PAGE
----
Since 1949, generations of speed demons have gathered along the salt flats of what was once Lake Bonneville, Utah, where an annual cycle of flooding in the winter months and evaporation in the dry summer has formed a dense surface of salt crystals and minerals. It’s a place so flat and wide that you can see the curve of the earth’s surface, making it perfect, when conditions are right, to drive faster than anywhere else on earth. The crowds come here for the record-breaking time trials of Speed Week. It’s a place for legends in waiting. But since 2013 – the last time before this year that Speed Week took place – there has been a lot of waiting.
This story was first published by Narrative.ly.
The first land speed record at Bonneville was set over one hundred years ago, in 1914. Teddy Tezlaff, driving his Blitzen Benz, clocked in 141.73 miles per hour. In 1970, Gary Gabelich’s Blue Flame shot out at 622.407 miles per hour, making it the fastest automobile on record at the time. In 2012, Brandon Nozaki Miller set a record for the first electric motorcycle to go over one hundred miles per hour.
The salt flats’ unique ecological makeup has made this one of the only places in the world where vehicles can reach speeds of over four hundred miles per hour. But things are changing here. The event had been canceled the last two years due to poor salt conditions and rainstorms. The long track, once twelve miles, has now been reduced to just seven, even under perfect conditions, making the ability to achieve the speeds of the past all but impossible. This year the races returned, but organizers were only able to create a five-mile-long course.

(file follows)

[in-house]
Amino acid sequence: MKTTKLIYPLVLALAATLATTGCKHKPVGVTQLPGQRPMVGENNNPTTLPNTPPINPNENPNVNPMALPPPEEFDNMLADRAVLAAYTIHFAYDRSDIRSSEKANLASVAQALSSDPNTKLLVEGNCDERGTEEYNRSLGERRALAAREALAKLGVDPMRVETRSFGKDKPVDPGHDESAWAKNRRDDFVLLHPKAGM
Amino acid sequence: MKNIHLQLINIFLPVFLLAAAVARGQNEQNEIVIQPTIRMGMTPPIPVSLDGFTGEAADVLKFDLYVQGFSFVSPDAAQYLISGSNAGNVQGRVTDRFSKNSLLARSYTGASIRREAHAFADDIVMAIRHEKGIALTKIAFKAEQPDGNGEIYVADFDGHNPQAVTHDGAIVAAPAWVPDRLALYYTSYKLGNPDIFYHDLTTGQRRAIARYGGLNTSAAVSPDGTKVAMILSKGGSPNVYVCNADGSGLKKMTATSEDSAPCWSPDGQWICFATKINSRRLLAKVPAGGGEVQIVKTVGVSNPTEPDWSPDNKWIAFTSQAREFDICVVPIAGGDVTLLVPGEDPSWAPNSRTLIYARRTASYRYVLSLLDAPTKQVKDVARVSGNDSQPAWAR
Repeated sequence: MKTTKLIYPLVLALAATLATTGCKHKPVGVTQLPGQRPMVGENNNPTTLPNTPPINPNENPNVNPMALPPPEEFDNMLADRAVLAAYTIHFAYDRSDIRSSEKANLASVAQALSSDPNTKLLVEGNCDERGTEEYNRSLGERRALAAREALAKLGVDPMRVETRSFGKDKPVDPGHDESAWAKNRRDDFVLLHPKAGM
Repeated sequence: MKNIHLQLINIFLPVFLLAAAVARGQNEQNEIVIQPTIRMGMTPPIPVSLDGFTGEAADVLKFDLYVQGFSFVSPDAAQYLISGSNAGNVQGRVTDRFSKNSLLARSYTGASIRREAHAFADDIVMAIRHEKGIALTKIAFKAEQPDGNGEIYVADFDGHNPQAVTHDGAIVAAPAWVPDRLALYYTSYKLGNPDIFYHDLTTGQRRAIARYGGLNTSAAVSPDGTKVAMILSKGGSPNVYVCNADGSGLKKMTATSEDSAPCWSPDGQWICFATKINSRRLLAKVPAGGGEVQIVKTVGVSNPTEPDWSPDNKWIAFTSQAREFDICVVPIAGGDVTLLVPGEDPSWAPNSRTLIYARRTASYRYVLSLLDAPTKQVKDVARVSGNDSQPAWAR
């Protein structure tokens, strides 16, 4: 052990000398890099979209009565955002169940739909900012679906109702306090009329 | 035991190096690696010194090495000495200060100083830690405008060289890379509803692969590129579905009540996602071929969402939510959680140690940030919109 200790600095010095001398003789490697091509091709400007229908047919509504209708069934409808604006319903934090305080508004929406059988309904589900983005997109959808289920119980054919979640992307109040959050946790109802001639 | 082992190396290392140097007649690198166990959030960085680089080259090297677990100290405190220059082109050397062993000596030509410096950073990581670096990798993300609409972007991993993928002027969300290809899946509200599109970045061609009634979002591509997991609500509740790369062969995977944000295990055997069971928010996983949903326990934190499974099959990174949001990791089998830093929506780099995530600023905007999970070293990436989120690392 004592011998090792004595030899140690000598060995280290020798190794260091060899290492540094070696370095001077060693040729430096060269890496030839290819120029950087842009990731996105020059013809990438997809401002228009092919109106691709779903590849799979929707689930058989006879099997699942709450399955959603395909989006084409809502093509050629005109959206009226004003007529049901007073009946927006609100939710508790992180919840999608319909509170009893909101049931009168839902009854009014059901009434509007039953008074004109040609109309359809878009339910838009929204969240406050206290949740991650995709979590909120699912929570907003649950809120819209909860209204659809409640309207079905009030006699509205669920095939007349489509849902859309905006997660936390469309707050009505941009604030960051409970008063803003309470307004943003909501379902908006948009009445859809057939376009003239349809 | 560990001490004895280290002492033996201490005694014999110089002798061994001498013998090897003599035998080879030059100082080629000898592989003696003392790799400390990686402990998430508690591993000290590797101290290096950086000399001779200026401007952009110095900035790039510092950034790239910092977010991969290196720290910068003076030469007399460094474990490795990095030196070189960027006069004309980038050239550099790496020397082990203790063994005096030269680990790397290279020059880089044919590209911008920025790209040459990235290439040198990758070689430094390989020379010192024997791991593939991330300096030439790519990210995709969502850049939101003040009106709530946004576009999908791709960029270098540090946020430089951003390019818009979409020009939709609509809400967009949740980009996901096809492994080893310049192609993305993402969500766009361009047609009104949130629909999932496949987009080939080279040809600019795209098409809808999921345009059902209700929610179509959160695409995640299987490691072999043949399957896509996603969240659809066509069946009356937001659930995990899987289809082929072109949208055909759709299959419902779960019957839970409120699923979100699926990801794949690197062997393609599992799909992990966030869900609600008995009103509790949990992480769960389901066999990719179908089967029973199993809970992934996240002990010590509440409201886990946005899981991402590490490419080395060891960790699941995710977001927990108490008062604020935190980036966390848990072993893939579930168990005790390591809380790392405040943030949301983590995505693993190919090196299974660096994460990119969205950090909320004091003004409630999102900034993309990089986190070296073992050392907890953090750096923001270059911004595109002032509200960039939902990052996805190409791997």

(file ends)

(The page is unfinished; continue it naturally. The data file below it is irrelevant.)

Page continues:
The changing conditions of the salt is thought to be brought on by a combination of climate change, one hundred years of mining potash (a mineral found in the salt crust that is used in fertilizers), construction of railroad tracks and highways, like I-80,which runs through the flats, and the races themselves.
“It’s not gonna go back to the state it was at one hundred years ago. Too much has happened. Too much has changed,” said Brenda Bowen, a University of Utah geology and geophysics professor, who’s leading a team of scientists with the help of a $1.5 million National Science Foundation grant, in an attempt to understand why and how this unique expanse of land is changing to the point where future Speed Weeks are increasingly uncertain.
A solution is elusive and questionable. Some politicians, including Utah Governor Gary Herbert, have called for restoration of the salt – though no clear path to doing that exists.
“You can’t really legislate nature,” explains Bowen. “[The salt flats will] continue to change… Nothing on our planet is a permanent feature. And on geologic time scales this is really young, only a few thousand years old. To presume that it naturally would be there for another thousand years, I think, is absurd. We have no reason to think that.”